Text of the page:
Change of the guard of honor in Santa Ifigenia Cemetery

Located at about 15’s minute drive from the city centre in a northwest direction, the Santa Ifigenia Cemetery is one of Cuba’s oldest and most beautiful. This is the resting place of many national heroes, from Jose Marti to Antonio Maceo, and, most recently, Fidel Castro, whose tomb has now become a place of pilgrimage for many inspired by his legacy and ideals. But that is not all, this is also the resting place of Cuban music stars and legends from all times, including many members of the Buena Vista Social Club like Company Segundo. If you come here at the right time you might catch the change of guards, a solemn ceremony that many visitors look forward to.

El Cobre

Basilica of Our Lady of Charity of El Cobre

If you still have time in Santiago de Cuba and are thirsty for discovery, we suggest making the journey to the town of El Cobre to see the shrine of Cuba’s patron saint, Our Lady of Charity of El Cobre. The virgin is worshipped by thousands of faithful devotees from all parts of Cuba, and by faithful we mean Catholic Christians as well as followers of AfroCuban religions because of the special way that Catholic saints and virgins have an equivalent in the Yoruba religion. In this case, Our Lady of Charity of El Cobre is also the Yoruba goddess, “Oshun”.

Located at the top of a hill, the shrine itself is beautifully surrounded by lush mountains, making for glorious views all around and adding a sense of spirituality to the place in the way it blends with nature. Whatever the time of year or time of day you arrive here, the many pilgrims making their way here and climbing the 254 steps to the shrine is a sight to behold. The shrine itself has been blessed and visited by many popes throughout history, the first one of them being Pope John Paul II in 1998, then Pope Benedict XVI in 2012 and Pope Francis in 2015. But the virgin’s fame and glory doesn’t end there, Ernest Hemingway himself donated his Nobel Prize gold medal to Cuba’s patron saint, which is displayed in El Cobre shrine.

From the Santa Ifigenia Cemetery to the town of El Cobre you will have a 30-minute car journey, the shortest route. There is an alternative one through an old road, but we are sure you will want to minimise travelling time.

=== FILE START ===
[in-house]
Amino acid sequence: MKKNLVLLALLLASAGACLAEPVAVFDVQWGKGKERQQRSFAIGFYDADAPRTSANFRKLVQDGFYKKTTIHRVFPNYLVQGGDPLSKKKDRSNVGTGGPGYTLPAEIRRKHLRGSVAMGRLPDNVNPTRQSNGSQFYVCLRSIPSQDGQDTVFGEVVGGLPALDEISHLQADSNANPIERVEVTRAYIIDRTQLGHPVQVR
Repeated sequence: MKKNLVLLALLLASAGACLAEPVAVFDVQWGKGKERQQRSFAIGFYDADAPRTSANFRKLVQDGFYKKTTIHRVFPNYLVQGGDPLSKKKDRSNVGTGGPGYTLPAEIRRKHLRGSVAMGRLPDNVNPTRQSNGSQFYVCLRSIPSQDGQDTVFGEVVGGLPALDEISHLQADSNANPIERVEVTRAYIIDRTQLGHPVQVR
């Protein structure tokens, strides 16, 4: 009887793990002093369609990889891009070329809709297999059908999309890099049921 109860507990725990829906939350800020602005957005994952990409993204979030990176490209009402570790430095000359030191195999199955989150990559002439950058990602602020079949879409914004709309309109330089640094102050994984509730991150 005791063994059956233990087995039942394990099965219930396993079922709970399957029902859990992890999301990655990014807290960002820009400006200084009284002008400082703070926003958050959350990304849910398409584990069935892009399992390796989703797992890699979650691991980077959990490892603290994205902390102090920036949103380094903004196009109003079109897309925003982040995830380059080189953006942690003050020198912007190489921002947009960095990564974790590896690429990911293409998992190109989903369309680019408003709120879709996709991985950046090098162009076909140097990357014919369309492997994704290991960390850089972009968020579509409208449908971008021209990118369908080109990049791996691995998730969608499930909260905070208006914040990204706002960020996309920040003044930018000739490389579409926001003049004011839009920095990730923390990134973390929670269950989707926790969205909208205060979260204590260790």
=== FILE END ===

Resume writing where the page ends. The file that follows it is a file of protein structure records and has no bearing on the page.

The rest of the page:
Where to stay in Santiago de Cuba

If you have 48 hours to experience Santiago de Cuba during your holiday, you are best off staying in the city centre, where you will also find fantastic lodging options in the form of casas particulares. Full of Cuban charm and flavour, casas particulares are the best way to experience Santiago de Cuba and we have a trio of places to recommend.

Roy’s Terrace Inn

Perfectly located only a 4-minutes’ walk away from the centric Parque Cespedes on a quiet street that gives a respite from the downtown hubbub, this “casa particular” is roomy, clean, and elegant with modern facilities and warm hosts. Its terrace is actually a rooftop restaurant and a panoramic one at that with some of the best dining views in all of the city.

Hostal Amanecer Cubano

Also, in the heart of the historic centre with a central location close to the cathedral, this casa particular offers two spacious air-conditioned rooms in a stunning neo-colonial house. Serving up scrumptious breakfasts by smiling hosts that will go out of their way to make your stay exceptional, you cannot go wrong with a stay here.

Casa Frank y Evelin

An easy walk to Parque Cespedes, this casa particular is also fantastically located. Breakfasts on the balcony are simply glorious and the two rooms offered here have all mod-cons and facilities you will need and expect. Owned by a welcoming family, Frank will take delight in telling you how to play dominoes or give you a relaxing massage (he is a certified therapist). From the balcony you can watch life buzz by and feel part of this warm family.

More of Santiago de Cuba?

If you are still thirsty for more or have some extra time to spend in Santiago de Cuba you can head to Parque Baconao, some 60 km away from the city centre and covering an area of around 327 square kilometres. Its main centrepiece is the “Gran Piedra” (great rock), a prehistoric mass of mineral from volcanic origin weighing more than 63,000 tons. You can climb all 459 stone steps to the top if you are up for a challenge and want to enjoy some spectacular sea views. This natural park is also home to a rather quirky prehistoric valley dotted by dozens of life-size dinosaurs sculpted stones. Surely a completely different way to enjoy a very different side to Santiago de Cuba!


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Written by

James Corporal

James Corporal - Avid cyclist and cubaphile.